Web 2.0 goes corporate

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Web 2.0 goes corporate

Companies look at new ways of interacting with customers.

Almost 80 percent of corporations believe that web 2.0 technologies have the potential to benefit their businesses, according to new research.

The research formed part of a global survey of 406 senior executives from a range of industry sectors conducted by the Economist Intelligence Unit (EIU).

The survey, sponsored by software developer Fast, aimed to find out how web 2.0 technology is being applied by large corporations throughout the world.

Most respondents believe that the biggest benefit can be seen in transforming the way that customers interact with their companies.

The in-depth interviews with senior executives suggested that large companies are already using web 2.0 tools and methods in a variety of ways.

Companies have focused their efforts primarily on the creation of online communities that can help with product marketing or product development.

In second place is the establishment of blogs or wikis to initiate conversations and share knowledge inside or outside the company.

"The EIU study confirms what we have heard from customers and partners that collaborative web 2.0 technologies are becoming more important to organisations, " said John M Lervik, chief executive of Fast.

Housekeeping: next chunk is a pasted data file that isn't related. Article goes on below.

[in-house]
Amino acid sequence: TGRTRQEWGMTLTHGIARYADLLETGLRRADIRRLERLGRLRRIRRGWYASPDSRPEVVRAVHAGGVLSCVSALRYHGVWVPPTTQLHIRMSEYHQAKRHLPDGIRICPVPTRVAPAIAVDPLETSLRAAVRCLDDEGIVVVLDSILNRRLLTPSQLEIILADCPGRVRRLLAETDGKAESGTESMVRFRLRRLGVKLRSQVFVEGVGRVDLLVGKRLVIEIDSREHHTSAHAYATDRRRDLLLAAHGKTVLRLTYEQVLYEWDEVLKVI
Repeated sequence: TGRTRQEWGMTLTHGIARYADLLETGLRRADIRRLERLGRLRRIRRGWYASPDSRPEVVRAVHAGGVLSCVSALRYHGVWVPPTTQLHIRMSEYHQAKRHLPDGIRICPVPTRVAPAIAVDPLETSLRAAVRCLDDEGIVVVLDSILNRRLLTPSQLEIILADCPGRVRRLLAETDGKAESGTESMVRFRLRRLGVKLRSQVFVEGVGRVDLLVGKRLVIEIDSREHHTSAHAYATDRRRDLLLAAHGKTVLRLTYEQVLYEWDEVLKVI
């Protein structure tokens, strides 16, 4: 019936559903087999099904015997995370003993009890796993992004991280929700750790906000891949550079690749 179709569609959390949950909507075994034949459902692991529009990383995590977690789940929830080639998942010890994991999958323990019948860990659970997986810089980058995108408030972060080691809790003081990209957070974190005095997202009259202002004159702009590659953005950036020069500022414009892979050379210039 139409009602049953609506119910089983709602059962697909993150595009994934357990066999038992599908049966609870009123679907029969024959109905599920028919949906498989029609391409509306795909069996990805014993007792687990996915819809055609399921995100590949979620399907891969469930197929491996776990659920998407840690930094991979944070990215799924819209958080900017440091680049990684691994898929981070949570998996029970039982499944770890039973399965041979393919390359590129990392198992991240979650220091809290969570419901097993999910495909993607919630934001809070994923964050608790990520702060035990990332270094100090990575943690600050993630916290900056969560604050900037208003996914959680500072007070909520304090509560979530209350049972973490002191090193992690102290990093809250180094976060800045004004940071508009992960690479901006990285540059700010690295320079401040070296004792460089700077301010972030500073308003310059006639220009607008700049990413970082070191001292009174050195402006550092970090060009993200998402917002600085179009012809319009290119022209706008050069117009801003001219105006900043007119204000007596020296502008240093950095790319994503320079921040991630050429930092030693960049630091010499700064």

"We expect to see a rapid acceleration in web 2.0 adoption as business leaders recognise the value of community-sourced information made accessible and actionable via search technology."

The report also revealed that customers are increasingly helping to develop and support products.

Nearly 60 percent of the surveyed companies indicated that they are inviting customers to contribute content that explains, supports, promotes or enhances their products, or that they plan to do so within the next two years.

"We were surprised at the level of excitement among big firms concerning the commercial possibilities presented by web 2.0," said Dan Armstrong, editor of the EIU report.

"Our survey respondents and interviewees saw web 2.0 as an opportunity, not a threat, and were extremely creative in applying the idea of the collaborative network to their own products and processes."

Hadley Reynolds, vice president and director of Fast's Centre for Search Innovation, explained that Fast sponsored the research to find out how web 2.0 technology was perceived in the corporate world.

"I was surprised at how much web 2.0 has already seeped through to corporations. Three out of four see it as an opportunity. And this is across a range of industries, not just media and marketing," he said.

Reynolds noted that Fast's interest in web 2.0 is based on its own perception of search technology as a key element in its future development.

"Much of what is valuable in this technology is based on search software. We are aware of how earlier attempts at collaborative applications have fallen down because the search tools were not adequate," he said.

"If you look at Lotus Notes or e-room, neither could offer proper search. You need to be able to search across blogs and wikis to make the best use of this technology."

Reynolds added that IT departments will be key to the long-term success of web 2.0, although it will take a while to work through.

"When IT lost the battle with the PC they eventually turned round and embraced it," he said. "The same thing is going to happen with web 2.0, although at the moment there is an element of individuals just going ahead and using it. "
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